Enter cheese rinds. These biofilms of bacteria and fungi form on the surface of traditionally aged cheeses, and could serve as a system for understanding how microbial communities form and function. By sequencing DNA from the rinds of 137 artisan cheese varieties collected in 10 countries, Rachel Dutton and her colleagues at Harvard University identified three general types of microbial communities that live on their tasty study subjects. After individually culturing representatives of all the species found in the rind communities the scientists added them to a growth medium that included cheese curd. This approach allowed them to recreate the communities in the lab and use them to detect numerous bacterial-fungal interactions and patterns of community composition over time.
The scientists plan to use their lab-grown cheese rinds to study whether and how various microbes compete or cooperate as they form communities, as well as what molecules and mechanisms are involved. In addition to answering fundamental questions about microbial ecology, this cheesy research might ultimately yield insights that help fight infection-causing biofilms or lead to the discovery of new antibiotics.
Harvard University News Release
Receptor proteins bind to bacterial cell wall fragments, initiating an immune response to remove bad gut bacteria. Credit: S. Melanie Lee, Caltech; Zbigniew Mikulski and Klaus Ley, La Jolla Institute for Allergy and Immunology.
Our bodies depend on a set of immune receptors to remove harmful bacteria and control the growth of helpful bacteria in our guts. Genetic changes that alter the function of the receptors can have an adverse effect and result in chronic inflammatory diseases like Crohn’s disease. Catherine Leimkuhler Grimes and Vishnu Mohanan of the University of Delaware researched a Crohn’s-associated immune receptor, NOD2, to figure out how it can lose the ability to respond properly to bacteria. In the process, they identified the involvement of a protective protein called HSP70. Increasing HSP70 levels in kidney, colon and white blood cells appeared to restore NOD2 function. This work represents a first step toward developing drugs to treat Crohn’s disease.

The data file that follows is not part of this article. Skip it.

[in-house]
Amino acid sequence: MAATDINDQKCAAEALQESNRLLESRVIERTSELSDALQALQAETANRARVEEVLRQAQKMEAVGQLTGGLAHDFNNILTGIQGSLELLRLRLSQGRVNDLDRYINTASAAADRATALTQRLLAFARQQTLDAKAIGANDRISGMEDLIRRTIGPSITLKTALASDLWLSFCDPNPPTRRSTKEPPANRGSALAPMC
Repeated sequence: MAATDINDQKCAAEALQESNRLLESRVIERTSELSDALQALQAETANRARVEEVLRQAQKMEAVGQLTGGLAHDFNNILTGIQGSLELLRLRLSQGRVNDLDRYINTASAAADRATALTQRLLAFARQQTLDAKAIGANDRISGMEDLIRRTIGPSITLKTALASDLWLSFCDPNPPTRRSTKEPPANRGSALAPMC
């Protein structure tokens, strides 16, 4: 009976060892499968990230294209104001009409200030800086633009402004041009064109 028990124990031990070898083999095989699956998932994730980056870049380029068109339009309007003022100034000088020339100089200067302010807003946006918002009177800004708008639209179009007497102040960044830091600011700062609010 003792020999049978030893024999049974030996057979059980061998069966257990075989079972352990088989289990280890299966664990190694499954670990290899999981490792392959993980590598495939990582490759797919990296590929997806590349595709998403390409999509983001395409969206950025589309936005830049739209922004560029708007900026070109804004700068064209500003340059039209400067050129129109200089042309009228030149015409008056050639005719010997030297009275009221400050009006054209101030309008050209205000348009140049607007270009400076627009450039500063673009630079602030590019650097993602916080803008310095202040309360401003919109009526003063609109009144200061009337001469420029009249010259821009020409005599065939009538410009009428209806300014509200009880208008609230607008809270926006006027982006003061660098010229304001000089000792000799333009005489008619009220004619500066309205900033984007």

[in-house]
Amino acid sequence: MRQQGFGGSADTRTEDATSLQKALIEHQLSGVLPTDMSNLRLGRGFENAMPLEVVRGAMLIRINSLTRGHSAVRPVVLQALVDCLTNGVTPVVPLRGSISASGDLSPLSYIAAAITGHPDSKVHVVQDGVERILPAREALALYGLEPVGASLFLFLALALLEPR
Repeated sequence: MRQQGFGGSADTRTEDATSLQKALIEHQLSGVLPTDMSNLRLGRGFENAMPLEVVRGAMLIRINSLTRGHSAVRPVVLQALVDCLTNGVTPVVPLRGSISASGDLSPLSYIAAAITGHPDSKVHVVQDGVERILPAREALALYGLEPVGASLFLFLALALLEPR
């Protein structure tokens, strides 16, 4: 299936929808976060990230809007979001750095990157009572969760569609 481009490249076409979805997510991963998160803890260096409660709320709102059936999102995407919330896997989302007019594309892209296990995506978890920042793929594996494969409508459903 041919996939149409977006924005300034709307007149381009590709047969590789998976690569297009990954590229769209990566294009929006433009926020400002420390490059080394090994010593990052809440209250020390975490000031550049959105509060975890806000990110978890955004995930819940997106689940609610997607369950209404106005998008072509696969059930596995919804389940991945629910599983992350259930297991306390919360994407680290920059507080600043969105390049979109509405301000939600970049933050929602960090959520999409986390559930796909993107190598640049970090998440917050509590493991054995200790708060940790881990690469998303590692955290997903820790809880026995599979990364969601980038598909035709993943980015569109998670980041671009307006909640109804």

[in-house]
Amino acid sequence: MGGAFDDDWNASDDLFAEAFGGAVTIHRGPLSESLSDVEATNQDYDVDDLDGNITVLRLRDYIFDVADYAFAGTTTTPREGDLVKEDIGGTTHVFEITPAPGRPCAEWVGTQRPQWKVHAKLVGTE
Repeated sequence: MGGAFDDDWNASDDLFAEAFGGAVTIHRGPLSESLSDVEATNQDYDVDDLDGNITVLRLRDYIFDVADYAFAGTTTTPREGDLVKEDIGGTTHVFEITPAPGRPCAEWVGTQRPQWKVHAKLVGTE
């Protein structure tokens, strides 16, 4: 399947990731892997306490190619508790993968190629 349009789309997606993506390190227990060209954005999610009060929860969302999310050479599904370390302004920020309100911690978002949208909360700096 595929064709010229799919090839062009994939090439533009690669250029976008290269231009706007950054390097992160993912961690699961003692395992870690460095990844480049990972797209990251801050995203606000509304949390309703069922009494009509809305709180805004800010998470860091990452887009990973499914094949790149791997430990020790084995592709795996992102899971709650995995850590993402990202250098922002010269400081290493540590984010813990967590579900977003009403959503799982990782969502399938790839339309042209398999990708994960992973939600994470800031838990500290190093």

This work was funded in part by an Institutional Development Award (IDeA) Network of Biomedical Research Excellence (INBRE) grant.
Hippocampal neuron in culture. Dendrites are green, dendritic spines are red, and DNA in cell’s nucleus is blue. Credit: Shelley Halpain, University of California, San Diego.
Anesthetic drugs are vital to modern medicine, allowing patients to undergo even the longest and most invasive surgeries without consciousness or pain. Unfortunately, studies have raised the concern that exposing patients, particularly children and the elderly, to some anesthetics may increase risk of long-term cognitive and behavioral issues.
A scientific team led by Hugh Hemmings of Weill Cornell Medical College and Shelley Halpain of the University of California, San Diego, examined the effects of anesthesia on neurons isolated from juvenile rats. Given at doses and durations frequently used during surgery, the commonly administered general anesthetic isoflurane did in fact reduce the number and size of important structures within neurons called dendritic spines. Dendritic spines help pass information from neuron to neuron, and disruption of these structures can be associated with dysfunction in thinking and behavior.
Promisingly, the shrinkage observed by the researchers appeared to be temporary: After the researchers washed the anesthetic out of the cell cultures, the dendritic spines grew back. But because neurons in culture do not reproduce all aspects of intact neuronal networks, the scientists explain that the findings should be verified in more complex models. Other molecular mechanisms may also potentially contribute to late effects of anesthesia exposure.
This work also was funded by NIH’s National Institute of Mental Health.
University of California, San Diego News Release
Understanding Anesthesia from Inside Life Science